Shabbos Parashas Ki Seitzei

Sefer HaMiddos, Shaar HaDaas (Gate of the Intellect), Chapter 6 (beginning)
Knowledge and recognition of the true nature of something comes in three forms: innate knowledge, knowledge through hearing, and knowledge through intellectual investigation. Innate knowledge comes from within a person’s own being and is implanted within him. It includes knowledge of things he himself made, actions he himself performed, and ideas he himself conceived. It includes also knowledge of his own native faculties and of the data they convey to him. Knowledge through hearing consists of information a person knows only because he heard it from others. Knowledge through intellectual investigation consists of knowledge that comes neither from within the person’s own being or from a report from another person, but instead is acquired through logical reasoning, whereby the person infers from what he knows something he did not know before.
Innate knowledge is very strong – it is certain, and therefore holds up forever. Knowledge through hearing can be of various strengths, depending on the trust a person has in the source from which he heard the information. We will discuss later the means though which this type of knowledge is acquired and contradicted. Knowledge through intellectual investigation is like a quarry of precious gemstone, for it is built up through deep, clear, and straight thinking.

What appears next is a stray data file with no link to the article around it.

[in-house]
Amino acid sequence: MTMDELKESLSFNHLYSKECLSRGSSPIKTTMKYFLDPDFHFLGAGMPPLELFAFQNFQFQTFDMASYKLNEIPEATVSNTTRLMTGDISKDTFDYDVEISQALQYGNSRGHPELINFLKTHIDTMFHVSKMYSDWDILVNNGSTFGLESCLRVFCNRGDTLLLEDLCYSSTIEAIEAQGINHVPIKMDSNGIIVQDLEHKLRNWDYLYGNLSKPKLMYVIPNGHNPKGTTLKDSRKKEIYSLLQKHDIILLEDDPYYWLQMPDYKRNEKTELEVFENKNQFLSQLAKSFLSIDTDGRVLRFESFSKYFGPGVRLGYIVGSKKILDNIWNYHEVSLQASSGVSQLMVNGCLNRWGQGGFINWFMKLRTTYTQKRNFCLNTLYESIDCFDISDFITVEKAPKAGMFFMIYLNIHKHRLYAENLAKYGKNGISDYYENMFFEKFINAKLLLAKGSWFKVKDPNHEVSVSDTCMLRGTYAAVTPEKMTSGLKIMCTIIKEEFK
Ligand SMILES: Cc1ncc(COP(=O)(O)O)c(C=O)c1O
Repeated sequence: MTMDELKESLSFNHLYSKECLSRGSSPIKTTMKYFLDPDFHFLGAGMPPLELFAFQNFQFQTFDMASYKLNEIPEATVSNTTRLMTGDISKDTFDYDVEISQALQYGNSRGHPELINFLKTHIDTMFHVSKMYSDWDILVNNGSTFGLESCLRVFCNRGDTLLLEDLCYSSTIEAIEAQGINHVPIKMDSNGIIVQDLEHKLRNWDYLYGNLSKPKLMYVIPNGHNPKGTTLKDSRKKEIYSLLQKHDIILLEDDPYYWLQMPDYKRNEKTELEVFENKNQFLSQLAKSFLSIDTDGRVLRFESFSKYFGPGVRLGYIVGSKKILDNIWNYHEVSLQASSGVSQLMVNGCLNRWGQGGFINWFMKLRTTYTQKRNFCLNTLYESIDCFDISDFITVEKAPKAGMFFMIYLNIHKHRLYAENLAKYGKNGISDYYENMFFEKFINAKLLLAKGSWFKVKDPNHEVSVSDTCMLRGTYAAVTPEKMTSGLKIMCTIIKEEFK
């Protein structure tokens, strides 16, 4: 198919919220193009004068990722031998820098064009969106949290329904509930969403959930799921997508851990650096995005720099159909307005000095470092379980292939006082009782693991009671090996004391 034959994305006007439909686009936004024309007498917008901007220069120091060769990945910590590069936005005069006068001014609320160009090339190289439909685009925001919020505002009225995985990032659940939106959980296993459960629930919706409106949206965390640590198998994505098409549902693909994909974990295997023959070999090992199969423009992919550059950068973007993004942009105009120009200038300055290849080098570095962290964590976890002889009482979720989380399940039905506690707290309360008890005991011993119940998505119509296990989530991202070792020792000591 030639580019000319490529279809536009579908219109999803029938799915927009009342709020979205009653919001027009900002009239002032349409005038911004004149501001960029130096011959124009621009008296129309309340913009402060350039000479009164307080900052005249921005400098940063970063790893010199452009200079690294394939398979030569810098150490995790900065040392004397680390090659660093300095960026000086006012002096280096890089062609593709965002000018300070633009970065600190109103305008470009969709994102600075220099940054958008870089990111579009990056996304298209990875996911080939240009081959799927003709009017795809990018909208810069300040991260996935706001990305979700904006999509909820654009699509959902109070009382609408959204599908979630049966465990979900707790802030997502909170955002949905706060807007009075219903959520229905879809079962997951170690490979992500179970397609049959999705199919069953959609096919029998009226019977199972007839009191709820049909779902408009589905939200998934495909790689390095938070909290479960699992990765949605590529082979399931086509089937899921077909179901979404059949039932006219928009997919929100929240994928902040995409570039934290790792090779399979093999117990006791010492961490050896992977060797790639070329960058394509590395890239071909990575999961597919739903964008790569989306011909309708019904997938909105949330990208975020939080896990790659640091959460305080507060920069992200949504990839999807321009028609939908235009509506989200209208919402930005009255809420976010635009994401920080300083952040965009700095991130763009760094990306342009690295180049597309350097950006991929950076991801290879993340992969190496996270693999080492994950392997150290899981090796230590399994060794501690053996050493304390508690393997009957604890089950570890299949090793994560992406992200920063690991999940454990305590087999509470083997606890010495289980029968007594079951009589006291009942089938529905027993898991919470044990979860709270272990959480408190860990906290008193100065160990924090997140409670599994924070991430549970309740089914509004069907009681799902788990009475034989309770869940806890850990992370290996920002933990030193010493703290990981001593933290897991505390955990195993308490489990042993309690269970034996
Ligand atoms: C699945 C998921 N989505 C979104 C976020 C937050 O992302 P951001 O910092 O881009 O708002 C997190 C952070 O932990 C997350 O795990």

In regard to processing information heard from others, there are three types of people. The first type is the person who believes and accepts everything he is told, without evaluating the information reported and the source reporting it to determine whether it is worthy of belief or not. This is the way of simpletons and fools, as Shlomo HaMelech says (Mishlei 14:15): “A simpleton believes everything.” It is not the proper way. In particular, the holy Torah warns us not to believe someone who seeks to contradict something that it states, even if the person has good credentials – for example, if he has performed signs and wonders. Thus it is written (Devarim 13:4): “Do not listen to the words of that prophet, or that dreamer of a dream, for Hashem your God is testing you to know whether you love Hashem your God with all your heart and all your soul.” 
The second type is the stiff-necked person who does not believe anything. An example is Pharaoh, who hardened his heart even after seeing great signs and wonders; only when his masses were ravaged and his glory was cut down did his uncircumcised heart submit and accede to belief in Hashem. This type of stubbornness is a very bad trait. Such people are called “strong-hearted” (Yeshayah 46:12). Another example of this type of person is Achaz, king of Yehudah. Yeshayah told him (verse 7:11): “Request a sign for yourself from Hashem your God, either in the depths or in the heights.” But Achaz replied (ibid. 7:12): “I will not request; I will not test Hashem.” The reason for this response was described earlier in the passage (ibid. 7:9): “If you do not believe this, it is because you lack faith.” Believing in everything and believing in nothing are both very bad, and readily lead to sin.